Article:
Where will Barry Bonds bring his custom massage chair in 2007? The Boston Globe’s Nick Cafardo is as curious as you and I, though far better connected.
Any team thinking about signing Bonds for what should be the historic season in which he breaks Hank Aaron’s home run record will have to deal with a few headaches along the way. An American League general manager likened it to the Cowboys signing Terrell Owens, except Owens has a lot left in the tank while Bonds is at the end and really should be a DH given his balky knees, lack of mobility, and recent elbow surgery.
Orioles senior executive vice president Jim Duquette thinks his team would have to do more than just kick the tires.“We’d have to seriously consider it,” said Duquette. “We could sorely use a power bat.
“Obviously, there are many factors we’d have to consider, including contract. But I would think if Barry were out there, there would be other American League teams interested, considering what he could do as a DH, preserving his body, and the fact you’d be getting a player who is about to break the home run record.”
In other words, potential for a box office boom.
For as much Advil-popping as there might be, the sound at the cash register would be worth the trouble to teams needing a boost. Bonds has been cast as a villain outside the Bay Area, but most fans would embrace him if he were their own.
“It takes one team,” said Toronto general manager J.P. Ricciardi. “I’d be really surprised if he had trouble getting a job. I’d think, being so close to the record, that he’d want to play and settle on a fair deal so he could break the record.”
“I don’t think we could afford him,” Ricciardi said. “I think it takes a special situation, a GM who is very secure with his job who could go out on a limb and take that chance. I think Brian [Sabean] has done a great job dealing with Barry and his situation and everything that comes with it. I have no idea the state of those talks, but I would guess that’s where he ends up in the end.”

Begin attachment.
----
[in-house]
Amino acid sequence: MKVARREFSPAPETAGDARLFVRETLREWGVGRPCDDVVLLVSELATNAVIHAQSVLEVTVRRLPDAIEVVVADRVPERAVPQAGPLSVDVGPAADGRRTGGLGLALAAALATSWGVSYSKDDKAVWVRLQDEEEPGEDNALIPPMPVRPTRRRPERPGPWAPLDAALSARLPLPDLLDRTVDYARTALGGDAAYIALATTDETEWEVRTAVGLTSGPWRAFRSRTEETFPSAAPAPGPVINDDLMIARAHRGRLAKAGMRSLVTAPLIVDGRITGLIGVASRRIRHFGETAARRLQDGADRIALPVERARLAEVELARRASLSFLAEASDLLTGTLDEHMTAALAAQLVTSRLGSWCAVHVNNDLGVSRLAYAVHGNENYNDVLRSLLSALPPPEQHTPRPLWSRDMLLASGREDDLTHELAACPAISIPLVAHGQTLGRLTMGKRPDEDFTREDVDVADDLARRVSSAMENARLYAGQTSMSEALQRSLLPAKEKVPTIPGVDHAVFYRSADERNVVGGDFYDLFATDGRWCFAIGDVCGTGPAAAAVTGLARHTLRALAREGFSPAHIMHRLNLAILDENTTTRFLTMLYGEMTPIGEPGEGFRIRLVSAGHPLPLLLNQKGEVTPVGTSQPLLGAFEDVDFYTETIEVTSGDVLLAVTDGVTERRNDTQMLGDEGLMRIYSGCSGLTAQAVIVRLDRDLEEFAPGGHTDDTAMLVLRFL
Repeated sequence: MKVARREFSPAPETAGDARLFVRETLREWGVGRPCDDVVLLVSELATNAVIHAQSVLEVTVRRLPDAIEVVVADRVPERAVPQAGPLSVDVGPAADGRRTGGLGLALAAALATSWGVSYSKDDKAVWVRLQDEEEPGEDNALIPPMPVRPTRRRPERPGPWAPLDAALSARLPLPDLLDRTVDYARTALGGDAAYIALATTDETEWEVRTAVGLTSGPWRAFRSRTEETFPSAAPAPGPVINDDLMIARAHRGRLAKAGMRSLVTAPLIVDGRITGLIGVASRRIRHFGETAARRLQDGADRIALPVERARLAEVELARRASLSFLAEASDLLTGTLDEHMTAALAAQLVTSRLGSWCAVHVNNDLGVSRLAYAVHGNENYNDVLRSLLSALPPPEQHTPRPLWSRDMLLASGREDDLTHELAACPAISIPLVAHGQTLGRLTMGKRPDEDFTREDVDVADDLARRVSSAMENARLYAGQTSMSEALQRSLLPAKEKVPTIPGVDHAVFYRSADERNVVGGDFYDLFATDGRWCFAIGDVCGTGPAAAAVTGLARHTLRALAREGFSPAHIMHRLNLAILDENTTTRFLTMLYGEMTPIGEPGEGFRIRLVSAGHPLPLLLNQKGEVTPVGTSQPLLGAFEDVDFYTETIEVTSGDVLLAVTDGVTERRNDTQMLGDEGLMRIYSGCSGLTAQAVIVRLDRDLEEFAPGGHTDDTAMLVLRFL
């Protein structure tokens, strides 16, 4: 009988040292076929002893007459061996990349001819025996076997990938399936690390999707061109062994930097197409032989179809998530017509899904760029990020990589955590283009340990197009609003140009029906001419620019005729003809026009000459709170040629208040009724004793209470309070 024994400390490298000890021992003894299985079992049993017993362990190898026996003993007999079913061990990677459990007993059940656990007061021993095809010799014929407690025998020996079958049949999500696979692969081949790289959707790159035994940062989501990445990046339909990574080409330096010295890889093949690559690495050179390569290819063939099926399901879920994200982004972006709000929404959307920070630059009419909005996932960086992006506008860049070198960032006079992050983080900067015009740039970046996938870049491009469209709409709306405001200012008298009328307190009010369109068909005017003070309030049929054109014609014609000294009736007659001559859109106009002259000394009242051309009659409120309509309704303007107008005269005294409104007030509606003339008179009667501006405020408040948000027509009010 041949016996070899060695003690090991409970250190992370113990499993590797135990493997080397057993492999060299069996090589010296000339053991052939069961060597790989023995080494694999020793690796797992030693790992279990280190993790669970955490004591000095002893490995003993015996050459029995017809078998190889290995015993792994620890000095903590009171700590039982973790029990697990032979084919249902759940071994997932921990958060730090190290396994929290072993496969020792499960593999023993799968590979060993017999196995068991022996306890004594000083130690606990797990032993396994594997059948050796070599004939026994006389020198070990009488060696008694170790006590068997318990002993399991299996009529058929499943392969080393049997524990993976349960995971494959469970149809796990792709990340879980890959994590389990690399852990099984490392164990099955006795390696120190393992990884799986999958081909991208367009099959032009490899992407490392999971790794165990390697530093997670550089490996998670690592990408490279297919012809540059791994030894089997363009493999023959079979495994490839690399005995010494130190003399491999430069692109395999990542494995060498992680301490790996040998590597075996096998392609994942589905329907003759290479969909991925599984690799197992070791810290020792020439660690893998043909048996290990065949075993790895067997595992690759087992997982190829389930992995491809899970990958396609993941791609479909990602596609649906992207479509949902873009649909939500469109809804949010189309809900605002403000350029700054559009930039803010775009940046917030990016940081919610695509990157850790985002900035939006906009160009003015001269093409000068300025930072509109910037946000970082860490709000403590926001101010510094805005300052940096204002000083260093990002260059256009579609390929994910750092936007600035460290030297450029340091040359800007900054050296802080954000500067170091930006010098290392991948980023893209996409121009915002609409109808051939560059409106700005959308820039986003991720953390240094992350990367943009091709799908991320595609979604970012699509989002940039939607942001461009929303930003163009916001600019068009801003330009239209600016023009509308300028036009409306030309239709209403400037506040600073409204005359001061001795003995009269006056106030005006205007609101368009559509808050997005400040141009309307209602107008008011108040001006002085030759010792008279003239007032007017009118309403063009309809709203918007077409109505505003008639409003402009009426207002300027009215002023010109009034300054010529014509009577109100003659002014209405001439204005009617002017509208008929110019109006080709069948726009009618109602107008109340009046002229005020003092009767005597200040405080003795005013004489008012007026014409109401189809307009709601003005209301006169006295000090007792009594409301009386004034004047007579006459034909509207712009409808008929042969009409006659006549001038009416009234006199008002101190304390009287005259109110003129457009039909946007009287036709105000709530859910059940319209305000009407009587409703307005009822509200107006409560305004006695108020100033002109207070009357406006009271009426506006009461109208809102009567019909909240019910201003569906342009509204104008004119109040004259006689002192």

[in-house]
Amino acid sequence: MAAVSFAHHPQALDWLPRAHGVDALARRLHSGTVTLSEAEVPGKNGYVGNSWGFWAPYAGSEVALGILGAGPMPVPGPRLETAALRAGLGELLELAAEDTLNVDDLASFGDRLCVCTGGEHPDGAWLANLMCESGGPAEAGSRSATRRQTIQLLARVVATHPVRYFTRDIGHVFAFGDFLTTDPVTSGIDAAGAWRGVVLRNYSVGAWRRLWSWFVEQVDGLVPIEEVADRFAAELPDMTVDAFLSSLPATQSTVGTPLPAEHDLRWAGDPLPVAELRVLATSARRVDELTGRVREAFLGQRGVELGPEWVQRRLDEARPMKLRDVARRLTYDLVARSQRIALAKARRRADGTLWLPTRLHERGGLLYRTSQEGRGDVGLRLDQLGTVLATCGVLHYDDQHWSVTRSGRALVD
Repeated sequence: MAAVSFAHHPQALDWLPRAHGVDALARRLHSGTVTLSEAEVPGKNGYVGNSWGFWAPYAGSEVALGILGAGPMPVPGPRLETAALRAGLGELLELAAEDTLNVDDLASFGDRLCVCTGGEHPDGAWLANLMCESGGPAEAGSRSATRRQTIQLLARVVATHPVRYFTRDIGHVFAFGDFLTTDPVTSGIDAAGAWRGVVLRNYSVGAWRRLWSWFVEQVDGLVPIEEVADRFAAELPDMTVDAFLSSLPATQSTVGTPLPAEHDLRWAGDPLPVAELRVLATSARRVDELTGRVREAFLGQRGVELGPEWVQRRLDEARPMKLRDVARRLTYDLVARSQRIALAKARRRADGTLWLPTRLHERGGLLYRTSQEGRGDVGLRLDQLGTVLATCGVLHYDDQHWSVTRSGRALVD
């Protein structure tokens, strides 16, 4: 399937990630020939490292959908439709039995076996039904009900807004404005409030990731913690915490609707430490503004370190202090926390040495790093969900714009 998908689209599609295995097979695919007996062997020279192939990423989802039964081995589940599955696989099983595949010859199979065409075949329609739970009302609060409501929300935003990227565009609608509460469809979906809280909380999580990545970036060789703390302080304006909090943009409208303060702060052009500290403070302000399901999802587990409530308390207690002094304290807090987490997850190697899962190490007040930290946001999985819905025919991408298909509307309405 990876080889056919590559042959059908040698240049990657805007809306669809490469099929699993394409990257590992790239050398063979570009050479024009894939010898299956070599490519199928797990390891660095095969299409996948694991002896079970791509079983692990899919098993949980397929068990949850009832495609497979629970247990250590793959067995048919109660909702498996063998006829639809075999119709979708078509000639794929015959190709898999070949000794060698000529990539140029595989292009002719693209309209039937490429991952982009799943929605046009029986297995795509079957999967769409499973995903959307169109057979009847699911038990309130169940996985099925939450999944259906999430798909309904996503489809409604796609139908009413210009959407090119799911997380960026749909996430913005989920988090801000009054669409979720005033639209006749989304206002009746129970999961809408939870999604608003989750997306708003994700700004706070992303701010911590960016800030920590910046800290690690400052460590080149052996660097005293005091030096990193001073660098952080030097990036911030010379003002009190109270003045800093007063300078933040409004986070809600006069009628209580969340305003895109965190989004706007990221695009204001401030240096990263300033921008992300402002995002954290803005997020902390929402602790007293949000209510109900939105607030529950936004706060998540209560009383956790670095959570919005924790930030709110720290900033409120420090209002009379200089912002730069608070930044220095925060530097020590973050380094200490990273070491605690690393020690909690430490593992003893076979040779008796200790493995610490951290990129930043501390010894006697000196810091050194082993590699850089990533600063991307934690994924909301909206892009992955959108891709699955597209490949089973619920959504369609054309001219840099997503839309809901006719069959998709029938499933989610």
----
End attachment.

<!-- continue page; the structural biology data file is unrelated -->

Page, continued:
It could be an easy transition for Bonds to slide over to Oakland, but Frank Thomas is blocking that. Thomas, too, will be a free agent and is entertaining an offer that could pay him up to $16 million over two years.
Keep in mind, by the way, that Cliff Floyd is unlikely to return to the Mets, and Omar Minaya has already shown little hestitation in giving his manager corner outfielders who have great difficulty tracking down fly balls.
OK, I’m not being serious, but anything to cut the tension while we wait to see Which Oliver Perez shows up. Amongst the interested neutrals, the San Diego Padres, who are expected to make a run at Perez in the offseason.
The New York Daily News’ Bill Madden seems fairly certain the White Sox will be amongst the clubs eager to discuss an Alex Rodriguez swap. Of course, Madden’s one of the guys who told us Joe Torre was as good as fired a week ago, but nobody’s perfect.
White Sox GM Kenny Williams has long lusted for A-Rod and was the first to come calling last week, letting it be known he’d be willing to give up any one of his three established starters, Freddy Garcia, Javier Vazquez or Mark Buerhle. The Yankees weren’t interested. On the other hand, Brandon McCarthy, the White Sox’s 6-7 righty with top-of-the-rotation potential, might get their attention. Conceivably, Williams would be willing to include third baseman Joe Crede in any deal in that because, in Josh Fields, he has a blue chip replacement ready for the hot corner. A-Rod’s agent, Scott Boras, would probably be interested in that scenario since he also represents Crede, who is up for free agency after next year. The White Sox have told Crede they won’t offer him an extension unless he gets a minor operation for his periodically ailing back – which he has so far refused to do.
Boras, however, should not expect the Yankees to make a run at his other high-profile client, Barry Zito, especially after Oakland’s lefty ace’s fourth-inning, 92-pitch kayo by the Tigers in Game 1 of the ALCS. They’ve been there, done that with Randy Johnson and Mike Mussina.
The SF Chronicle’s Bruce Jenkins gives Huston Street considerable credit for facing the music after serving up Mags’ series clinching 3-run HR yesterday afternoon, but I’m just hoping for a call from the Elias Koteas Sports Bureau that can tell us the last time a closer came in as early as the 7th inning and was expected to hang on. Clearly, you couldn’t do this in the NL (unless you were Willie Randolph and didn’t mind giving away an automatic out in the 9th spot).